Looking with Spiritual eyes even deeper; we see Lazarus as being symbolic of the ministry of Jesus and what His own people contribute toward His work while keeping Him at an impoverished distance. The rich man wanting to warn his family of God’s Eternal Word is his responsibility to the ministry left undone all his life. The dogs with barely a contribution represent the unclean sinners Jesus came to save. To the rich man, Lazarus appeared no different than the dogs and his total worth in the world was shrouded by the helpless sub-state of man he saw while wishing he was placed elsewhere. The real reason for the rich man’s doom is ignoring Lazarus as belonging to him in the family of God. This led to a life-long deception of worldly possessions fitting his Godly goodness and choice to minimize the selfless sacrifices in the Name of the Lord. Our Spiritual eyes show Lazarus as representing all in Christ, those He loves and those made eternally wealthy by being buried in His poverty.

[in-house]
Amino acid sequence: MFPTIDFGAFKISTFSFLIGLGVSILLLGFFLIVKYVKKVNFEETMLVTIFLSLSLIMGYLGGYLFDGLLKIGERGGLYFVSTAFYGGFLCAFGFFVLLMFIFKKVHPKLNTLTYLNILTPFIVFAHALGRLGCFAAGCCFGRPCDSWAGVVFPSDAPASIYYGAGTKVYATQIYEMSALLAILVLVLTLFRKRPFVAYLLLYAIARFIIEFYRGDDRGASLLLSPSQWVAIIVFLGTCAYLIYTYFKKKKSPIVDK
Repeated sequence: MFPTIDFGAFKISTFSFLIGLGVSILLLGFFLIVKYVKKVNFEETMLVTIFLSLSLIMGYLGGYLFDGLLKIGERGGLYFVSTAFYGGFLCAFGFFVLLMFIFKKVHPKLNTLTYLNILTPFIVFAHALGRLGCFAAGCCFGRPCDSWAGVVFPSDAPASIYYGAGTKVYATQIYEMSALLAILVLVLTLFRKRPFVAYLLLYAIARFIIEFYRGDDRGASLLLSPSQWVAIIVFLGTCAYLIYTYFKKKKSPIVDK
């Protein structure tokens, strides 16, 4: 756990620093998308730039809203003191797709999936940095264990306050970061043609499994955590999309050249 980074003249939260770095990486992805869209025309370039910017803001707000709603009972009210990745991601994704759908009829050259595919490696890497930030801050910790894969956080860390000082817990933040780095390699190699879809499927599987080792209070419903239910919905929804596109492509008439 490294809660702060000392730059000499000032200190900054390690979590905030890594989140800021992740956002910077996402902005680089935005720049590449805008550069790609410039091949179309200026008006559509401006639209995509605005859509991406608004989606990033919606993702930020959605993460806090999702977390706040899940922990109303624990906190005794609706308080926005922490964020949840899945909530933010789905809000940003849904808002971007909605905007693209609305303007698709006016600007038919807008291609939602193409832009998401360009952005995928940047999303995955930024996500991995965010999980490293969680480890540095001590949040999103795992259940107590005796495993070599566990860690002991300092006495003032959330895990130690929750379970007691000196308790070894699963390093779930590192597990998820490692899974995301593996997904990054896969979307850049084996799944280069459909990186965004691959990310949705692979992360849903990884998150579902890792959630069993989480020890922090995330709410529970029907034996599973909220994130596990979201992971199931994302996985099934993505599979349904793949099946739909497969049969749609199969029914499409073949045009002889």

AND for those following the Living Word who rewards us for representing Him when blessing others.
He says; “I was hungry and you gave me something to eat, I was thirsty and you gave me something to drink, I was a stranger and you invited me in, I needed clothes and you clothed me, I was sick and you looked after me, I was in prison and you came to visit me. It’s because while you did it for others, you also did it just for me”.
It’s our Lord’s teaching of sacrificial love which beckons beyond the natural charity, and reaches to the Spiritual Charity of these same things: Providing not only the bread of Earth, but providing the Bread from Heaven. Providing water for thirst, while sharing from the “Well of Living Water”. Providing relief from loneliness & poverty, while sharing the wealth of our Father's Glorious Kingdom. Laboring for healing; in body, soul and spirit. Aiding prisoners to be freed from the bondage of sin and released from the jail of heartbreak. The meaning of our Lord’s message is clear; when we minister to the needy stationed near our gate, we are also ministering to Him. And He rose from the dead to warn us just like Abraham said. The WORD reminds us of what we have, and it will be remembered what was given in His Name. By His Grace we are convinced of His Eternal Truth and will walk in it. Amen.

Author:
Teaching Staff at Bethany EPC